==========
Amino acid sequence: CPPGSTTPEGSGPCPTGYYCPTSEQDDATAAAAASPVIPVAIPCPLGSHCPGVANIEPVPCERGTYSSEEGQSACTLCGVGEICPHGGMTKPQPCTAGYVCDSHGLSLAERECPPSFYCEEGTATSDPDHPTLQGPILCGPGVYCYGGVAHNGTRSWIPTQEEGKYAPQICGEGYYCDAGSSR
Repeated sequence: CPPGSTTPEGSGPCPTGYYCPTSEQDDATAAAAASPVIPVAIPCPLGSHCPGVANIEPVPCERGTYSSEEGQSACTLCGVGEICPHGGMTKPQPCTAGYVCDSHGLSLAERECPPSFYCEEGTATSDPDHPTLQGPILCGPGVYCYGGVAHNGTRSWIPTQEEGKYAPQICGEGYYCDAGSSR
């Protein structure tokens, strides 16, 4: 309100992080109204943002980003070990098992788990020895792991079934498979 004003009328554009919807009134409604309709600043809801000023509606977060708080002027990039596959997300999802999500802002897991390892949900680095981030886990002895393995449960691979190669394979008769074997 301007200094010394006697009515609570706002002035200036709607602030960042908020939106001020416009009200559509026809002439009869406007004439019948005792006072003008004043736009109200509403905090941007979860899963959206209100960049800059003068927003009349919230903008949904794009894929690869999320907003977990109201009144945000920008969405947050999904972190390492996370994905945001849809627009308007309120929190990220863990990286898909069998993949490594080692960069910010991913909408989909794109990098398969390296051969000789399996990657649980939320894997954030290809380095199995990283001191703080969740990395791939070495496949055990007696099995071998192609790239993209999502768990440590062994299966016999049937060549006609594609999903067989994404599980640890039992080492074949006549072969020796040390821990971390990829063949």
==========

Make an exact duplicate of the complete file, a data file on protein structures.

Amino acid sequence: CPPGSTTPEGSGPCPTGYYCPTSEQDDATAAAAASPVIPVAIPCPLGSHCPGVANIEPVPCERGTYSSEEGQSACTLCGVGEICPHGGMTKPQPCTAGYVCDSHGLSLAERECPPSFYCEEGTATSDPDHPTLQGPILCGPGVYCYGGVAHNGTRSWIPTQEEGKYAPQICGEGYYCDAGSSR
Repeated sequence: CPPGSTTPEGSGPCPTGYYCPTSEQDDATAAAAASPVIPVAIPCPLGSHCPGVANIEPVPCERGTYSSEEGQSACTLCGVGEICPHGGMTKPQPCTAGYVCDSHGLSLAERECPPSFYCEEGTATSDPDHPTLQGPILCGPGVYCYGGVAHNGTRSWIPTQEEGKYAPQICGEGYYCDAGSSR
């Protein structure tokens, strides 16, 4: 309100992080109204943002980003070990098992788990020895792991079934498979 004003009328554009919807009134409604309709600043809801000023509606977060708080002027990039596959997300999802999500802002897991390892949900680095981030886990002895393995449960691979190669394979008769074997 301007200094010394006697009515609570706002002035200036709607602030960042908020939106001020416009009200559509026809002439009869406007004439019948005792006072003008004043736009109200509403905090941007979860899963959206209100960049800059003068927003009349919230903008949904794009894929690869999320907003977990109201009144945000920008969405947050999904972190390492996370994905945001849809627009308007309120929190990220863990990286898909069998993949490594080692960069910010991913909408989909794109990098398969390296051969000789399996990657649980939320894997954030290809380095199995990283001191703080969740990395791939070495496949055990007696099995071998192609790239993209999502768990440590062994299966016999049937060549006609594609999903067989994404599980640890039992080492074949006549072969020796040390821990971390990829063949």